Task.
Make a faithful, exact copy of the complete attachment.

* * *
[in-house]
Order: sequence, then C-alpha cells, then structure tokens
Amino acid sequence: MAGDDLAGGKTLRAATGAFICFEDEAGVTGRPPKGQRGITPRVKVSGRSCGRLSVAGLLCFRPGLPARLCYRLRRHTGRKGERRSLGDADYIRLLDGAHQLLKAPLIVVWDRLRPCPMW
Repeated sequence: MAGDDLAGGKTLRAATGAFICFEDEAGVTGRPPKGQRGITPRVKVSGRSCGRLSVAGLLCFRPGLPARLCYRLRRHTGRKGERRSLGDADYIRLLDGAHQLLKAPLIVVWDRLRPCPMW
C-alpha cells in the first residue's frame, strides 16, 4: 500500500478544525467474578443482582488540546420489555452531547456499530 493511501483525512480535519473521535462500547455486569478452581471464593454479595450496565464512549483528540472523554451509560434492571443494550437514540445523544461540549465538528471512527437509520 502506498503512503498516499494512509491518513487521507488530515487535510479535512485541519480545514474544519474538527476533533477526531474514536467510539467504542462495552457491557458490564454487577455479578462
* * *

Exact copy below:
[in-house]
Order: sequence, then C-alpha cells, then structure tokens
Amino acid sequence: MAGDDLAGGKTLRAATGAFICFEDEAGVTGRPPKGQRGITPRVKVSGRSCGRLSVAGLLCFRPGLPARLCYRLRRHTGRKGERRSLGDADYIRLLDGAHQLLKAPLIVVWDRLRPCPMW
Repeated sequence: MAGDDLAGGKTLRAATGAFICFEDEAGVTGRPPKGQRGITPRVKVSGRSCGRLSVAGLLCFRPGLPARLCYRLRRHTGRKGERRSLGDADYIRLLDGAHQLLKAPLIVVWDRLRPCPMW
C-alpha cells in the first residue's frame, strides 16, 4: 500500500478544525467474578443482582488540546420489555452531547456499530 493511501483525512480535519473521535462500547455486569478452581471464593454479595450496565464512549483528540472523554451509560434492571443494550437514540445523544461540549465538528471512527437509520 502506498503512503498516499494512509491518513487521507488530515487535510479535512485541519480545514474544519474538527476533533477526531474514536467510539467504542462495552457491557458490564454487577455479578462